The most over-used presentation image is a hand-shake. The hand-shake is often used to symbol cooperation. Today, two grasping hands mean agreement, deal or "Let us work together to solve this problem." Next up, is the the thumbs-up image. In most workplaces, these images are socially acceptable. As a result of over-use, acceptance stems from familiarity. However, such images rarely pack a punch, create connection, or elevate content.
Literal images add visual noise
Designing and developing presentations usually occurs under time constraints. After investing a great deal of that time and mental energy on developing presentation content, often only a fraction remains for choosing images. The reality is that choosing the right presentation images also takes a lot of time and energy.
Although we spend a good deal of time choosing images, there is a misconception that adding images will elevate content and meaning. Another misconception is images makes a presentation more attractive. Too often, presenters add images that are far too literal. Literal images pull down the credibility of the speaker and the content of the presentation.
As a member of an audience, we are seldom aware of literal image use. On a subconscious level, literal images fail to elevate understanding and undermine the intelligence of the audience. Worse, literal images add visual noise. When used repeatedly, literal images results in missed opportunities and cognitive overload.
What is a literal image?
A literal image is a basic or a replica of a word or idea. The opposite of literal is a metaphor. A metaphor is an abstraction, figure of speech, or an analogy. Analogies are excellent ways to educate and communicate new ideas or concepts.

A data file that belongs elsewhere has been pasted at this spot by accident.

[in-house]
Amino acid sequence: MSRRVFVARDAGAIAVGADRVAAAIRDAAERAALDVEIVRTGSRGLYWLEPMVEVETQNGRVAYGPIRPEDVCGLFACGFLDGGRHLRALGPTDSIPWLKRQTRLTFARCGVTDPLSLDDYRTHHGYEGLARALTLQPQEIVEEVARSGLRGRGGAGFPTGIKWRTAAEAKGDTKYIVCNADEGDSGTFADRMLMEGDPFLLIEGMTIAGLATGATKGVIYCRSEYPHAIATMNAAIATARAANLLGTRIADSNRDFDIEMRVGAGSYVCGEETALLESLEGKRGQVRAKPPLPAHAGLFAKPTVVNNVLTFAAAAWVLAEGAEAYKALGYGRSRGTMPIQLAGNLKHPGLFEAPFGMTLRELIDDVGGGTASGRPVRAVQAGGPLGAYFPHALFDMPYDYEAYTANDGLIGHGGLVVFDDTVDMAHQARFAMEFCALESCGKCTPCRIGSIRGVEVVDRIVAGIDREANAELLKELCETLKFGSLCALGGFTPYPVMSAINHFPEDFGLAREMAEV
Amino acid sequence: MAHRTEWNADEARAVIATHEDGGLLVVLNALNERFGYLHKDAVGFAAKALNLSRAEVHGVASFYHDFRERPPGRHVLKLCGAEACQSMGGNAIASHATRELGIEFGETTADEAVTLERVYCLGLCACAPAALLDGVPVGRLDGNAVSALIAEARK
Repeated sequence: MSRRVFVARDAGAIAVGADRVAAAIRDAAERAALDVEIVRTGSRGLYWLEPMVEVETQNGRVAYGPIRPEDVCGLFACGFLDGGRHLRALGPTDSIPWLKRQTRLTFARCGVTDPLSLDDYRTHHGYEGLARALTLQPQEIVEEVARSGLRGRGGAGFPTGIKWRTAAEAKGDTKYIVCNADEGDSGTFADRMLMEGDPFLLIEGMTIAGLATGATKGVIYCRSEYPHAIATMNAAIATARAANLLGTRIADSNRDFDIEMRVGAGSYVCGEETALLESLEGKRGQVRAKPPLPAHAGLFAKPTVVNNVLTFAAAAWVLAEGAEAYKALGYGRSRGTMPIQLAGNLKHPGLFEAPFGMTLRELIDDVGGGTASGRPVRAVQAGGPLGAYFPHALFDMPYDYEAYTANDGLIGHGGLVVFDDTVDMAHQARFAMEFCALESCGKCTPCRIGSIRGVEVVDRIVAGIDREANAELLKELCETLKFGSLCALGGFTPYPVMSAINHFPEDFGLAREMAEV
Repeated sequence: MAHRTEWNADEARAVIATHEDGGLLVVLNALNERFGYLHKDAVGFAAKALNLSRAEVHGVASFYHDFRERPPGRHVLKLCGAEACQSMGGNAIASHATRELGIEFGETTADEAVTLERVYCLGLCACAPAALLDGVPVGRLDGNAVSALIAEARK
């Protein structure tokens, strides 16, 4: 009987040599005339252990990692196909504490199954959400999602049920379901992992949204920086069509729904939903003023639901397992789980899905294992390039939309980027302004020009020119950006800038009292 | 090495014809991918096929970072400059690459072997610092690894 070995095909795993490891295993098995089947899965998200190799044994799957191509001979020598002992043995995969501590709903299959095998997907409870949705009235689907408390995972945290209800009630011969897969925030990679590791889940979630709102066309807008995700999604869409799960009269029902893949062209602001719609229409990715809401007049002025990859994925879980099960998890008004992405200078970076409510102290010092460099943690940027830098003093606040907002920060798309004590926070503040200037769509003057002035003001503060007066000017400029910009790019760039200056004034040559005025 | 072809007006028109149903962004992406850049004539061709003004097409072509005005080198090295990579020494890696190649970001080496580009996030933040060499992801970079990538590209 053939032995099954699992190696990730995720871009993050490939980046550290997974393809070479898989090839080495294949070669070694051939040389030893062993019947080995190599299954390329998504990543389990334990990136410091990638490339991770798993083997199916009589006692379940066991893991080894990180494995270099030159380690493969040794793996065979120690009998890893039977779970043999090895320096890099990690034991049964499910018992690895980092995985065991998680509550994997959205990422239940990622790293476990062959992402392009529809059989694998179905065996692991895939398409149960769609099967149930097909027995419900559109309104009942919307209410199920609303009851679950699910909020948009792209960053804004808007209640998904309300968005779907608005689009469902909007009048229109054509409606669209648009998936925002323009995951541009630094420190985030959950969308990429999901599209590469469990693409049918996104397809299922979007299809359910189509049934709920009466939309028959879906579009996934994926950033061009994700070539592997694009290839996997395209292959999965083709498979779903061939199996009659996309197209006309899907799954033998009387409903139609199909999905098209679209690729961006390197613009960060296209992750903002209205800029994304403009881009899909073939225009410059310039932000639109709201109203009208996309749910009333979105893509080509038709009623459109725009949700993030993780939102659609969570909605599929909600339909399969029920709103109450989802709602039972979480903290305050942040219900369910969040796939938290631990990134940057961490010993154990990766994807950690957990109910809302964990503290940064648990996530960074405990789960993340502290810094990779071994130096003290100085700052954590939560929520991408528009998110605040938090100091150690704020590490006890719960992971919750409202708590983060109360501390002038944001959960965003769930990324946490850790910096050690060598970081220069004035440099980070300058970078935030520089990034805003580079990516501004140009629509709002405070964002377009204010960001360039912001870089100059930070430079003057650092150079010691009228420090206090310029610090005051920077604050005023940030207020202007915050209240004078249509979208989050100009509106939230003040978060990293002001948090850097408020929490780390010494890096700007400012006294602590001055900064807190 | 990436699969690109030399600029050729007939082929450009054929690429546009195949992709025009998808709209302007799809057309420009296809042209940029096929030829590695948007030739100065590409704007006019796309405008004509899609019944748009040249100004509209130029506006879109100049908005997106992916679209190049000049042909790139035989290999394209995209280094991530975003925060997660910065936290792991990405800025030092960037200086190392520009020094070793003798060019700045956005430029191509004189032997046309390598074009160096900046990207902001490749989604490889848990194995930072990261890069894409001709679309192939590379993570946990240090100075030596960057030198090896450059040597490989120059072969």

Below are two examples of literal images inserted into slides following a simple slide redesign. In the first set of slides, the images fail to add value or enhance the content or meaning. Together with poor slide design, the images serve as visual distractions.
TIP 1: Try an alternative approach. For example, in Figure 1 Redesign, we contrast the future emotions of saving and not saving. In general, the text should be avoided or shortened to a few words whenever possible. Presenters often underestimate themselves and write out full sentences. Listing trigger words can help to remember concepts needing discussion.
The second example shown in Figure 2 is a literal image of calculating costs and savings. The piggy bank image is also overused and adds no meaning. In this slide design example, however, there is one advantage. That advantage is the low amount of shortened text strings, as discussed above. The title of the slide is posing a question and answers are provided. In the current slide (Figure 2), the layout enables an audience to scan the text.
The risk is that the presenter will also read out loud the same text from the slide as a list.
When this happens, the presentation will lose grip of the audiences' attention. We have all experienced presenters reading from their slides. The outcome is always the same. Re-reading the text comes across as a wast of time and redundant.
TIP 2: Try an alternative approach to a list. In Figure 2 - Redesign, we re-arrange the list as labelled regions inside an x-ray view of the piggy bank. The metaphor is where are the costs located and what is the diagnosis. The costs could appear one by one as a subtle transition. In this case, the presenter provides the expert insight, ideally stating a fact to each highlighted cost. Indeed the slide redesign does not completely deviate from the piggy bank, but it does play upon a healthcare pun.
Even the most accomplished professionals and scientists need a good tip once and awhile. If this article gave a bit of insight, like with a 'heart' and more will come.
By Shellie A. Boudreau, PhD
All images and slides are subject to copyright.
Original images: Istock